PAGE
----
Suitable metals are the ones that can be combined with a rubber to form a dense, elastic and sufficiently flexible radiation shielding material that exhibits a desired level of radiation attenuation. The desired level of attenuation may range depending on the application. Generally, however, the radiation attenuation of the radiation shielding material of the present invention should be comparable, if not better, to the radiation attenuation obtained with conventional lead wool or solid lead blankets. For example, in one embodiment the radiation shielding material may be formulated to provide radiation attenuation comparable to the radiation attenuation obtained with a lead wool blanket having a thickness of about 0.50 inches (or 0.50 inches) shielding the energy from a radioactive cobalt 60 material. A 2.0 inch sheet of solid lead typically blocks 90 percent of the radiation emitted from a cobalt 60 radioactive material. In a preferred embodiment, the radiation shielding material is formulated to provide radiation attenuation at all energy levels. In another preferred embodiment, the radiation shielding material is formulated to provide radiation attenuation at an energy level of approximately 1,173 kV to approximately 1,332 kV. In a further preferred embodiment, the radiation shielding material is formulated to provide radiation attenuation from a cobalt 60 radioactive material. In another preferred embodiment, the radiation shielding material is formulated to provide radiation attenuation at an energy level of approximately 1,173 kV to approximately 1,332 kV from a cobalt 60 radioactive material. Examples of suitable radiation attenuating metals include tungsten, bismuth, corrosion resistant steels, such as stainless steel, and combinations thereof. The radiation attenuating metal may be an element or an alloy, preferably in powder or granular form having an average particle size ranging from about 0.4 to about 45 micrometers, more preferably from about 2 to about 15 micrometers, and most preferably from about 3 to about 3.5 micrometers, such as 3 to 3.5 micrometers. In another embodiment, the metal (also preferably in powder or granular form) may have an average particle size ranging from about 0.4 to about 45 micrometers, more preferably from about 2 to about 15 micrometers, and most preferably from about 3 to about 3.5 micrometers. Such metals are commercially available. Preferably, the metal is in a rounded form. More preferably the metal is in a spherical shape. However, the metal may be in any shape or form, including but not limited to, spheres, rounded objects, elongated shapes, having cross-sectional shapes of squares, rectangles, triangles, or any other shape or form. Tungsten is more preferred for applications requiring generally higher temperatures, however, bismuth is more preferred for lower temperature applications because it exhibits similar radiation attenuation characteristics to tungsten but is less expensive than tungsten. In a preferred embodiment, the particles are of regular, uniform size. In another preferred embodiment, at least 60% of the particles have an average particle size of less than 100 micrometers. In a further preferred embodiment, at least 75% of the particles have an average particle size of less than 100 micrometers. In a further preferred embodiment, at least about 99% of the particles have an average particle size of less than 100 micrometers. In yet another preferred embodiment, at least 60% of the particles have diameters of less than 100 micrometers.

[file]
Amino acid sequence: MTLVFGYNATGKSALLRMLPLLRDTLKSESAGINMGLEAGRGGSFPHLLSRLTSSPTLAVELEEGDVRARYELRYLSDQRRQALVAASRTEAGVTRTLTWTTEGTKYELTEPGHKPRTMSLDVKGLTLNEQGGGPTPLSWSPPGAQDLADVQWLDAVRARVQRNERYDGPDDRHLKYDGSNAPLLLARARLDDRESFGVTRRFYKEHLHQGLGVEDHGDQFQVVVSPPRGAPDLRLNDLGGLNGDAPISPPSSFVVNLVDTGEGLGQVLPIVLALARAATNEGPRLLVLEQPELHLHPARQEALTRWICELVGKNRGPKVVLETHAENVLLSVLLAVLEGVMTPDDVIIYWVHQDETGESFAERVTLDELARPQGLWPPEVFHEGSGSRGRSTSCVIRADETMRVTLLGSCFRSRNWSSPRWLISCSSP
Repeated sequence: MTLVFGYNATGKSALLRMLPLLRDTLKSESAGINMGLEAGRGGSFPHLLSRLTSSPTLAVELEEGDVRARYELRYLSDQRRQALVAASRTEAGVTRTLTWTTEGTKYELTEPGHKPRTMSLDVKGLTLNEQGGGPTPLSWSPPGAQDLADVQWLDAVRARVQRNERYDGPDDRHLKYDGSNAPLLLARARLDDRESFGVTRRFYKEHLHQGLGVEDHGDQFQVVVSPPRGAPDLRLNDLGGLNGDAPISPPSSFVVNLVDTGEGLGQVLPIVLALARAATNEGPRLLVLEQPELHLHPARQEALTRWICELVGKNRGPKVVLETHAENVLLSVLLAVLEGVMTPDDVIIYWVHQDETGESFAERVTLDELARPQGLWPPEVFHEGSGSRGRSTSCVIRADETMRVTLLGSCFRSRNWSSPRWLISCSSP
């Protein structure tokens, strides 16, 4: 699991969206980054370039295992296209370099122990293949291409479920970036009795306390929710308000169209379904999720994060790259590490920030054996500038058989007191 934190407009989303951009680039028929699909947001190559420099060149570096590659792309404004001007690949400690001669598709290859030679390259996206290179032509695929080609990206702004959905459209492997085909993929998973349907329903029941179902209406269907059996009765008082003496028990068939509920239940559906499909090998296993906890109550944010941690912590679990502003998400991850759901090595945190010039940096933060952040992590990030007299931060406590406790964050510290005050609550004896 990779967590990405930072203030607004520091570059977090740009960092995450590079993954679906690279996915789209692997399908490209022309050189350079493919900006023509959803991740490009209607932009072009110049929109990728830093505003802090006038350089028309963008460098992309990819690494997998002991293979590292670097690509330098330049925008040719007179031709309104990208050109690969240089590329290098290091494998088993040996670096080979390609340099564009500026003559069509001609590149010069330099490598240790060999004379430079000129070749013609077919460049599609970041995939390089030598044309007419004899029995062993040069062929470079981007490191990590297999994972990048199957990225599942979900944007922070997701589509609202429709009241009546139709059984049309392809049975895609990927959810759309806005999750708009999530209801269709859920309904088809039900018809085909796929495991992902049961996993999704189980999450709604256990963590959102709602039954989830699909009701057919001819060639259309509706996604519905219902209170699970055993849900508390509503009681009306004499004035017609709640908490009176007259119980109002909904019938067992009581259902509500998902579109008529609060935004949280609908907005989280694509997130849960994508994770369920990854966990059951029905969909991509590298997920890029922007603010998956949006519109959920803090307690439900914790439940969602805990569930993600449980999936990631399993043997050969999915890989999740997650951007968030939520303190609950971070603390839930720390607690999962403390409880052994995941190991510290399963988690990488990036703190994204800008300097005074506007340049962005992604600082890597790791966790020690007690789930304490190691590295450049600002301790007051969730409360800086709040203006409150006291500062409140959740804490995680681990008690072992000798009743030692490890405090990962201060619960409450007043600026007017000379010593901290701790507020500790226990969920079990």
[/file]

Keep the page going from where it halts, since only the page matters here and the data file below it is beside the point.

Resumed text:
In a further preferred embodiment, at least 75% of the particles have diameters of less than 100 micrometers. In a further preferred embodiment, at least about 99% of the particles have diameters of less than 100 micrometers. In a further preferred embodiment, the particles are combined with a rubber to form a particulate composite homogeneous mixture.